Do you want your main axis to be vertical or horizontal?

flex-direction: read docs

row (default)
left to right
right to left
top to bottom
reverse = bottom to top

Step 3:

How do you want the extra space to be distributed along the main axis?

justify-content: read docs

flex-start (default)
items anchored to the start
items anchored to the start
items centered
items evenly distributed in the line. First item in on the start and last item is at the end
start and end items are not to the edge but have 1 unit of space on each side
similar to space-around, except all space is the same

Step 4:

How do you want the extra space of LINES of items to be distributed along the cross axis?

align-content: read docs

items anchored to the start
items anchored to the end
items centered
first line at the start of the container and the last one is at the end
lines are evenly distributed with equal space around each line
stretch (default)
lines stretch to take up the space that is left

Step 5:

How do you want the extra space between items to be distributed along the cross axis?

align-items: read docs

cross axis align items to start
cross axis align items to end
cross axis align items center
align baselines
stretch (default)
stretch to fill the container

Step 6:

Do you want the items to wrap if they don’t fit on one line?

flex-wrap: read docs

nowrap (default)
all items will try to stay on one line
if items don’t fit they will wrap and create a new line below
if items don’t fit they will wrap and create a new line above

Shorthand Property

This is a shorthand property that sets the flex-direction and flex-wrap properties. I suggest avoid using this until you learn the core properties because it could make things more confusing.

flex-flow: read docs

< flex-direction > < flex-wrap >
flex-flow: column-reverse wrap-reverse;
or just flex-flow: wrap-reverse;

How do you make a flex item act differently than the rest?

Step 1:

Do you want to change the order of this item relative to the other items?

order: read docs

default is 0

Step 2:

Do you want to have this item take up more space than the other items?

flex-grow: read docs

default 0 

Step 3:

Do you want this item to take less space than the other items?

flex-shrink: read docs

default 1

Step 4:

Do you want to set the default size of this item before the other item sizes are set?

flex-basis: read docs

A number followed by px, em, rem, or %. Check the docs for additional keywords
auto (default)
look at my width or height property

Step 5:

Do you want to override the align-items value for this item?

align-self: read docs

cross-start margin is on the cross start line
cross-end margin is on the cross end line
centers are aligned
baselines are aligned
stretch (default)
fill the container

Shorthand property

flex: read docs

Three values: flex-grow | flex-shrink | flex-basis flex: 2 2 10%;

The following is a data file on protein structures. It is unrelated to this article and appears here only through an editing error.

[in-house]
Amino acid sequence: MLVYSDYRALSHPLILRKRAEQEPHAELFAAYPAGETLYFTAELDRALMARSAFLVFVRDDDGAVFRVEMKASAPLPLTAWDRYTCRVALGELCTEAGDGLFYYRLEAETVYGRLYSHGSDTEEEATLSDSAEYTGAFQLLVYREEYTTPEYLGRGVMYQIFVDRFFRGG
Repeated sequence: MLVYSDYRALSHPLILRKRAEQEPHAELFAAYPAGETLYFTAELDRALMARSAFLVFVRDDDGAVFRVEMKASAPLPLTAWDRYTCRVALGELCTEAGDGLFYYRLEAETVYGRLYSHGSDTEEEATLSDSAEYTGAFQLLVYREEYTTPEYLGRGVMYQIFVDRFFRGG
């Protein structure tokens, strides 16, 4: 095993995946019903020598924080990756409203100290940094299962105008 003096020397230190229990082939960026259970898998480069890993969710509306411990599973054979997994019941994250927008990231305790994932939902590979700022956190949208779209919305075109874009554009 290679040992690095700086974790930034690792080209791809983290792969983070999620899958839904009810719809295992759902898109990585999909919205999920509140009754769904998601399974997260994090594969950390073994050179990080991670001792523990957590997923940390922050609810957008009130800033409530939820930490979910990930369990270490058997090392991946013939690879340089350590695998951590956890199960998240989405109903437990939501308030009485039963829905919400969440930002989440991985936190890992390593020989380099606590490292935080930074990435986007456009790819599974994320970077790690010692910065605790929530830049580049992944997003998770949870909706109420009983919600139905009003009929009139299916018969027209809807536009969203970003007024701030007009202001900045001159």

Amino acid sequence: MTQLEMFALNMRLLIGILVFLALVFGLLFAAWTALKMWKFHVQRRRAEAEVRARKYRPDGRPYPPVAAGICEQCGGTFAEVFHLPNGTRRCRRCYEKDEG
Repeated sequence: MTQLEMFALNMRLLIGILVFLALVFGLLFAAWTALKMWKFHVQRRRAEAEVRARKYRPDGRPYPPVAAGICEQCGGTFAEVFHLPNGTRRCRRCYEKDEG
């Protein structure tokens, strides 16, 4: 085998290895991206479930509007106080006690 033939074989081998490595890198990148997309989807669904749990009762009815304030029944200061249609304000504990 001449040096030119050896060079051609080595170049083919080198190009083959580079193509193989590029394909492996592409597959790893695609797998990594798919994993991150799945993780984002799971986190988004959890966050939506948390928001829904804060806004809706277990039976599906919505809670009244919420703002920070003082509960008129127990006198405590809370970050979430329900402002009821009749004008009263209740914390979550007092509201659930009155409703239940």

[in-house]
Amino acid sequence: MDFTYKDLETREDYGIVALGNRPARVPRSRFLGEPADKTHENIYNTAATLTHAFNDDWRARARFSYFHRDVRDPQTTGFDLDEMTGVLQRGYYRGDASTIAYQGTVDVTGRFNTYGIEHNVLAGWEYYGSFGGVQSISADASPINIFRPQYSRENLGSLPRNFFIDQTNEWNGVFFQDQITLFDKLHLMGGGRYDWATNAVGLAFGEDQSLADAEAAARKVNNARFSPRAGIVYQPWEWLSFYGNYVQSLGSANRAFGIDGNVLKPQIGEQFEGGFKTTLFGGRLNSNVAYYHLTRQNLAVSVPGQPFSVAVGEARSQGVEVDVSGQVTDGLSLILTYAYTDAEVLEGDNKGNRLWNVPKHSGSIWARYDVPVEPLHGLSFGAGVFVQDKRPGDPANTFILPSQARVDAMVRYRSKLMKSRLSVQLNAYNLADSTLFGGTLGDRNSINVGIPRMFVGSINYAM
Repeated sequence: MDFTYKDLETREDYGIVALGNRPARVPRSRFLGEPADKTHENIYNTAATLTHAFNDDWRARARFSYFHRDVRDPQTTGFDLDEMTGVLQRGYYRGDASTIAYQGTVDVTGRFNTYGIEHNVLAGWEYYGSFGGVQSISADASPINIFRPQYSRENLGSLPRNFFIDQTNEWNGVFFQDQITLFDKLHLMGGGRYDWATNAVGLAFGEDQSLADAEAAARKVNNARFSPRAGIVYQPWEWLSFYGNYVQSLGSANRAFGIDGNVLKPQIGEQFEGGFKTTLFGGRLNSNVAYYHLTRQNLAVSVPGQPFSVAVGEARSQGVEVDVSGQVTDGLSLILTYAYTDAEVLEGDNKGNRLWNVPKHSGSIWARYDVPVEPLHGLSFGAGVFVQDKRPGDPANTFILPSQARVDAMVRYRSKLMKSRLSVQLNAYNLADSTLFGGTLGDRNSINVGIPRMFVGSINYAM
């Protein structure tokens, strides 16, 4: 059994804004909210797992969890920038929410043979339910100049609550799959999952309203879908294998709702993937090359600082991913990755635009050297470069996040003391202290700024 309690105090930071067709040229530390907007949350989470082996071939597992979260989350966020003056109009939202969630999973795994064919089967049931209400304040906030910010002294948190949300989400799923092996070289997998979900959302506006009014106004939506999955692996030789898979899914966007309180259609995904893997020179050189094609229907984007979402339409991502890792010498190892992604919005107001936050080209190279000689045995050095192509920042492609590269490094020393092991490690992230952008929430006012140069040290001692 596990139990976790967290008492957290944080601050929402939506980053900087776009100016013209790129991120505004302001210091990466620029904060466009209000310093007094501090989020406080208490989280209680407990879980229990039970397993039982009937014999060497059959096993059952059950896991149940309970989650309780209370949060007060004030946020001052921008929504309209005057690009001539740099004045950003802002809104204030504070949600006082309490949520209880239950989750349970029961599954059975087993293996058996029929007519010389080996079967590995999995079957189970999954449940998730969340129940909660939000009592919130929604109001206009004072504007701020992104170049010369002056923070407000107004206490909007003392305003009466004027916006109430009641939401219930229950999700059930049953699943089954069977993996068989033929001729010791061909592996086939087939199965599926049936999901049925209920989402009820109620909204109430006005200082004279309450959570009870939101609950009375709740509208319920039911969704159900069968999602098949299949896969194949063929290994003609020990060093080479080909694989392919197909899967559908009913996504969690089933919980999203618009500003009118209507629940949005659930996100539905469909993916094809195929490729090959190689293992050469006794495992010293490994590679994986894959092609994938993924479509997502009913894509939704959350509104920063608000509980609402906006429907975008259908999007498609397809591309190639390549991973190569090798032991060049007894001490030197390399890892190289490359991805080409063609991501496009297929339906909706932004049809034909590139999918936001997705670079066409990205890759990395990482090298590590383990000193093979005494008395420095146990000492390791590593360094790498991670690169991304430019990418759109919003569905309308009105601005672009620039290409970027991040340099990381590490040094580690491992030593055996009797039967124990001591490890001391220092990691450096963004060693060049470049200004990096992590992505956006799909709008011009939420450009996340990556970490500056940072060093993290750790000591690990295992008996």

How do you make flexbox responsive with Bootstrap 4?

In my example I have three flex items and I would like to have the last item to appear first only on mobile vertical orientation. Since I am working mobile first, I would need to list my flex items in the source order I want them to appear in mobile. So 3, 1, 2.

I will then use CSS to change the order at the breakpoint above what I am targeting. So my media query below is saying, “don’t apply this until the window is at least 575px wide”.

Since Bootstrap has a set of pre-defined CSS styles we will do most of our work in the HTML document adding the necessary classes.

Below is the final result.

View this example

How well is flexbox supported?

Flexbox browser support is really good except if you need to support IE9 or below. In that case, you could use a polyfill or stick to floats.

If you are using Flexbox without Bootstrap, you will also need to add browser vendor prefixes and work through some of the common bugs.

Bootstrap 4 users leverage the community to continually add the proper prefixes and work through any bugs. So you won’t have to worry about those unless you do any manual overrides of Bootstrap classes.

Other great flexbox resources

There are a lot of great flexbox tutorials and resources available and below are some of the ones I found the most helpful in my learning and exploration.


Code examples

Conclusion & next step

Flexbox is really powerful and it’s fundamental to understanding how the Bootstrap 4 grid works. The main advantage flexbox has over float based layouts is re-ording items. The only way this can be done with floats is javascript DOM manipulation to change the source code to the desired result.

The three main components of flexbox are the flex container, flex items, and main/cross axis. The remaining properties build on that foundation.

Get a free flexbox cheat sheet pdf to help you reference all of the properties.


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Written by: Jacob Lett
Category: Tutorials
Tags: ,